The Power of the Immune System: New Treatment for Painful Blood Cancer Side Effect

CURE, Hematology Special Issue (October) 2021, Volume 1, Issue 1

A new T-cell therapy can be highly effective in treating BKV-associated hemorrhagic cystitis while minimizing side effects.

Using BK virus (BKV)-specific T cells from healthy donors to treat BKV-associated hemorrhagic cystitis, a painful side effect associated with immunosuppression from stem cell transplants, may relieve the complication faster in patients with lymphoma or leukemia, according to trial results.

“What was very important was that within a week of giving the cells, the majority of patients’ symptoms improved,” Dr. Katy Rezvani, professor of stem cell transplantation and cellular therapy at The University of Texas MD Anderson Cancer Center in Houston and lead study author, said in an interview with CURE®. “The effect of the cells is relatively rapid.”

BKV-associated hemorrhagic cystitis occurs more frequently in patients with leukemia or lymphoma who received a treatment of allogeneic stem cell transplantation. As a result, it can lead to patients having blood in their urine and passing clots, which can cause urinary retention (difficulty urinating or completely emptying the bladder) and, in more severe cases, kidney disease.

In patients who receive stem cell transplants, those who have a half match (when patients only have some genetic similarities with the donor’s immune system) are at an increased risk for BKV-associated hemorrhagic cystitis because they are more immunosuppressed. Approximately 40% of patients who have a half match develop this complication.

In the phase 2 trial, BKV-specific T cells, which recognize and attack BKV, from healthy donors were given once intravenously, with the option to receive additional doses every two weeks if needed. Of the 59 patients enrolled in the trial, 67.7% had complete (all symptoms resolved) or partial (almost all symptoms resolved) responses within 14 days. This increased to 81.6% after 28 days.

Some intolerance was observed in patients who were previously treated with steroids, which can kill T cells. There were no side effects, and there were no reports of new liver or gastrointestinal graft-versus-host disease (GVHD, occurs when the donor's cells attack the patient's cells) associated with the antiviral T cells, aside from a few cases of skin GVHD that quickly resolved with corticosteroids.

This treatment has the potential to stop the vicious cycle that comes with the current standard of care, which consists of hospitalization with continuous bladder irrigation (using a catheter to wash out the bladder) and morphine infusion to help patients tolerate the pain, according to Rezvani.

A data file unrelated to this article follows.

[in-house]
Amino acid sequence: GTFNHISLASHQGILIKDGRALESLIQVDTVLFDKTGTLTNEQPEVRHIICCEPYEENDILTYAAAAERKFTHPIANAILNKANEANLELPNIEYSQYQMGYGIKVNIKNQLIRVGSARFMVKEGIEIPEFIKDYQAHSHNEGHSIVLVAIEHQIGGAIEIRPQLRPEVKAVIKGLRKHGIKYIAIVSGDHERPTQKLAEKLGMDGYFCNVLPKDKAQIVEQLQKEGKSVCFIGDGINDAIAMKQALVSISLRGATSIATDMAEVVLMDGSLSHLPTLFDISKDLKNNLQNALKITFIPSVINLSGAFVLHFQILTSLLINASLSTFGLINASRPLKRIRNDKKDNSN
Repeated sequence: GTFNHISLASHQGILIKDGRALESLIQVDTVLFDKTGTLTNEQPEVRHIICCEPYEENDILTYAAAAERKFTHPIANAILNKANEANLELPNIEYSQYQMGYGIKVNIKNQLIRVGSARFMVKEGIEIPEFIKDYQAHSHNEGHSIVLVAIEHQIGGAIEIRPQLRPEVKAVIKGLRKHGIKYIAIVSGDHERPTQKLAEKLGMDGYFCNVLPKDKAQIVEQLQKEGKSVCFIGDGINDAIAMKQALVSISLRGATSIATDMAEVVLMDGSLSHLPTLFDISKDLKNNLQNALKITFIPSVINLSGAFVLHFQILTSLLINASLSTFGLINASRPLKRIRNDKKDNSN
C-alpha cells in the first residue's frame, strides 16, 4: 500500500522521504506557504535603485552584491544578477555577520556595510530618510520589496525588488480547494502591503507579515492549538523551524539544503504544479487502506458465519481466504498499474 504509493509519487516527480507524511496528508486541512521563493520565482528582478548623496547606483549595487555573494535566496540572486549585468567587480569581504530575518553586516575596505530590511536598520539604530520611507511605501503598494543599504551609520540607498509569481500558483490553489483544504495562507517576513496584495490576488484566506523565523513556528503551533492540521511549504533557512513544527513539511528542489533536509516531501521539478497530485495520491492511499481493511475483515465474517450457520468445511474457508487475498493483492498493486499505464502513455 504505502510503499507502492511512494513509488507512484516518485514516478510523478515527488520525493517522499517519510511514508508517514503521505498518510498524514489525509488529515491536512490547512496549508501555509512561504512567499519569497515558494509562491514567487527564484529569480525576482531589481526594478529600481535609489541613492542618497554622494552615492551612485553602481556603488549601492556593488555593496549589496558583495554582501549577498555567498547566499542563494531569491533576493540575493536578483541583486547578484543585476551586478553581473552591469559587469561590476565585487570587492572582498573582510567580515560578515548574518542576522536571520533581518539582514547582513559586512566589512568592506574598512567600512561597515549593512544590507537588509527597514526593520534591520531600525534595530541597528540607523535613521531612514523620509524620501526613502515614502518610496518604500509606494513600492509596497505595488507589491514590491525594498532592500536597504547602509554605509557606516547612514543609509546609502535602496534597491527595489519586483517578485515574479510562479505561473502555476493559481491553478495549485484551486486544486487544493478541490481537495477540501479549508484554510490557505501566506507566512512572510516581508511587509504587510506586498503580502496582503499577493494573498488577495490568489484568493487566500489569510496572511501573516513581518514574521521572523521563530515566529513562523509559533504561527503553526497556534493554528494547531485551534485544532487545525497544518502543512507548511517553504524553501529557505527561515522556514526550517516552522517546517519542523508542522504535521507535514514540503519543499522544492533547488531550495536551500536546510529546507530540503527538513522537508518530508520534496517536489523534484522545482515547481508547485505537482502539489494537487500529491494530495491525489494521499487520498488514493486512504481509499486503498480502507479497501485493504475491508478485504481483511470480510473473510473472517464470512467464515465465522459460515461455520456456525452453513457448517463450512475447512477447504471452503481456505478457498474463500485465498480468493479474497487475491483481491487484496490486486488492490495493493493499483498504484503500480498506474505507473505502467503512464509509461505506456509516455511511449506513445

“This outpatient treatment is preventing patients from having to be admitted (to the hospital), which is wonderful because patients come into hospital with one thing, they stay in the hospital for a few weeks, then they develop other complications,” Rezvani explained. “They start getting other infections, they get pneumonia, they become malnourished, etc.”

According to Rezvani, one donor can produce up to 50 doses of T cells, which are frozen until needed. “Every time the patient comes (into the hospital), within 24 hours we can treat them,” she said.

Of note, the therapy is only available at MD Anderson, so patients with the complication would need to travel to the health center to receive it — an option that may not be possible because of physical condition or finances. “I’m hoping that we will get to a situation where we’ll be able to start a multicenter study at some point,” Rezvani said, which would make the care more accessible to patients. “In the meantime, I think the greatest limitation really is that patients will have to come to MD Anderson to receive the treatment, and for many patients with the terrible BKV hemorrhagic cystitis, this is not obviously possible.”

Until then, Rezvani is focusing on the next generation of the treatment: genetically modifying BKV-specific T cells that are more resistant to steroids, thus broadening the patient spectrum that the treatment could help.

“It’s important to realize that the use of immunotherapy against viruses and cancers (has) opened up a very exciting new era of treatment for our patients,” she concluded. “We are learning a lot more from the immune system (and are harnessing) the power of the immune system to fight infections and cancers. ... I think the field is going to continue to grow, and many more such treatments to target both viruses and cancers (are) going to become available.”

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